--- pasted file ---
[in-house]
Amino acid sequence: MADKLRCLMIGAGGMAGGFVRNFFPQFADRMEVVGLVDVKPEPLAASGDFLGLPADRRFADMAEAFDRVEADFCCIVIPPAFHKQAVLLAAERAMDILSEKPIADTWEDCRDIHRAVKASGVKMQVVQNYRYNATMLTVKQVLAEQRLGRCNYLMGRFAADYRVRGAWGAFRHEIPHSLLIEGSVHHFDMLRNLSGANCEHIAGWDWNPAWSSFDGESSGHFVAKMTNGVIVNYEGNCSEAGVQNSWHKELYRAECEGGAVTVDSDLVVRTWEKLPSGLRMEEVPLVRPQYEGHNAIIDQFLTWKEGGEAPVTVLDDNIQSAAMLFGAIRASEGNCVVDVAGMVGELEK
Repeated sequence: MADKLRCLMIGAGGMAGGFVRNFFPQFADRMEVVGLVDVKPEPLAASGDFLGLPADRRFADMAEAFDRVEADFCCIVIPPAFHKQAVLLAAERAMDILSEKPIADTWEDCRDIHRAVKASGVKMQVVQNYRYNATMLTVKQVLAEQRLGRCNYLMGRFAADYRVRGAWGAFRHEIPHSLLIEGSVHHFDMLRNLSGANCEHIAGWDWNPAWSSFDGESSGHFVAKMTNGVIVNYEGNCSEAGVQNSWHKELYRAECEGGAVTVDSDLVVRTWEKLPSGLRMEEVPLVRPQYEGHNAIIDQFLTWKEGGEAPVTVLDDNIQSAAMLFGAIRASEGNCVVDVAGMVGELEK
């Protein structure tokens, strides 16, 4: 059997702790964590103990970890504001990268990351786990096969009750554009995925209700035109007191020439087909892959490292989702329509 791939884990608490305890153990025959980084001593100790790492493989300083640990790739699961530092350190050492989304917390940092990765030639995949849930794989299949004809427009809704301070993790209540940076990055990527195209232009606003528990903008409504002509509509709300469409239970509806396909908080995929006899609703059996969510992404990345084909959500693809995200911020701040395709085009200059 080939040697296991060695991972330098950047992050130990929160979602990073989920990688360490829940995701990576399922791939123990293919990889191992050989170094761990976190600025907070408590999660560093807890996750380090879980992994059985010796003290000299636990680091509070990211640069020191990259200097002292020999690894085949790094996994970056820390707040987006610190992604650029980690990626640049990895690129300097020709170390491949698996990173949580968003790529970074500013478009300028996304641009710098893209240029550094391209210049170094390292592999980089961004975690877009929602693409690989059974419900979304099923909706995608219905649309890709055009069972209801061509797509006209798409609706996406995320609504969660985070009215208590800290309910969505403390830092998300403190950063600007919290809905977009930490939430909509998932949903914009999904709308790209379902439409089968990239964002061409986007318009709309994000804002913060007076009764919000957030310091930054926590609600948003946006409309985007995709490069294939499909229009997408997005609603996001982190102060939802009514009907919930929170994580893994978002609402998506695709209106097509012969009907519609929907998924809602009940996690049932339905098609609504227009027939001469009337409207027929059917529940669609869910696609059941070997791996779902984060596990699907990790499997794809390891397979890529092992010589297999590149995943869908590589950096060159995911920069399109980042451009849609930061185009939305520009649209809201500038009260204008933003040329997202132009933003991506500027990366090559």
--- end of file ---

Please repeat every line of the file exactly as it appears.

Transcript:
[in-house]
Amino acid sequence: MADKLRCLMIGAGGMAGGFVRNFFPQFADRMEVVGLVDVKPEPLAASGDFLGLPADRRFADMAEAFDRVEADFCCIVIPPAFHKQAVLLAAERAMDILSEKPIADTWEDCRDIHRAVKASGVKMQVVQNYRYNATMLTVKQVLAEQRLGRCNYLMGRFAADYRVRGAWGAFRHEIPHSLLIEGSVHHFDMLRNLSGANCEHIAGWDWNPAWSSFDGESSGHFVAKMTNGVIVNYEGNCSEAGVQNSWHKELYRAECEGGAVTVDSDLVVRTWEKLPSGLRMEEVPLVRPQYEGHNAIIDQFLTWKEGGEAPVTVLDDNIQSAAMLFGAIRASEGNCVVDVAGMVGELEK
Repeated sequence: MADKLRCLMIGAGGMAGGFVRNFFPQFADRMEVVGLVDVKPEPLAASGDFLGLPADRRFADMAEAFDRVEADFCCIVIPPAFHKQAVLLAAERAMDILSEKPIADTWEDCRDIHRAVKASGVKMQVVQNYRYNATMLTVKQVLAEQRLGRCNYLMGRFAADYRVRGAWGAFRHEIPHSLLIEGSVHHFDMLRNLSGANCEHIAGWDWNPAWSSFDGESSGHFVAKMTNGVIVNYEGNCSEAGVQNSWHKELYRAECEGGAVTVDSDLVVRTWEKLPSGLRMEEVPLVRPQYEGHNAIIDQFLTWKEGGEAPVTVLDDNIQSAAMLFGAIRASEGNCVVDVAGMVGELEK
């Protein structure tokens, strides 16, 4: 059997702790964590103990970890504001990268990351786990096969009750554009995925209700035109007191020439087909892959490292989702329509 791939884990608490305890153990025959980084001593100790790492493989300083640990790739699961530092350190050492989304917390940092990765030639995949849930794989299949004809427009809704301070993790209540940076990055990527195209232009606003528990903008409504002509509509709300469409239970509806396909908080995929006899609703059996969510992404990345084909959500693809995200911020701040395709085009200059 080939040697296991060695991972330098950047992050130990929160979602990073989920990688360490829940995701990576399922791939123990293919990889191992050989170094761990976190600025907070408590999660560093807890996750380090879980992994059985010796003290000299636990680091509070990211640069020191990259200097002292020999690894085949790094996994970056820390707040987006610190992604650029980690990626640049990895690129300097020709170390491949698996990173949580968003790529970074500013478009300028996304641009710098893209240029550094391209210049170094390292592999980089961004975690877009929602693409690989059974419900979304099923909706995608219905649309890709055009069972209801061509797509006209798409609706996406995320609504969660985070009215208590800290309910969505403390830092998300403190950063600007919290809905977009930490939430909509998932949903914009999904709308790209379902439409089968990239964002061409986007318009709309994000804002913060007076009764919000957030310091930054926590609600948003946006409309985007995709490069294939499909229009997408997005609603996001982190102060939802009514009907919930929170994580893994978002609402998506695709209106097509012969009907519609929907998924809602009940996690049932339905098609609504227009027939001469009337409207027929059917529940669609869910696609059941070997791996779902984060596990699907990790499997794809390891397979890529092992010589297999590149995943869908590589950096060159995911920069399109980042451009849609930061185009939305520009649209809201500038009260204008933003040329997202132009933003991506500027990366090559």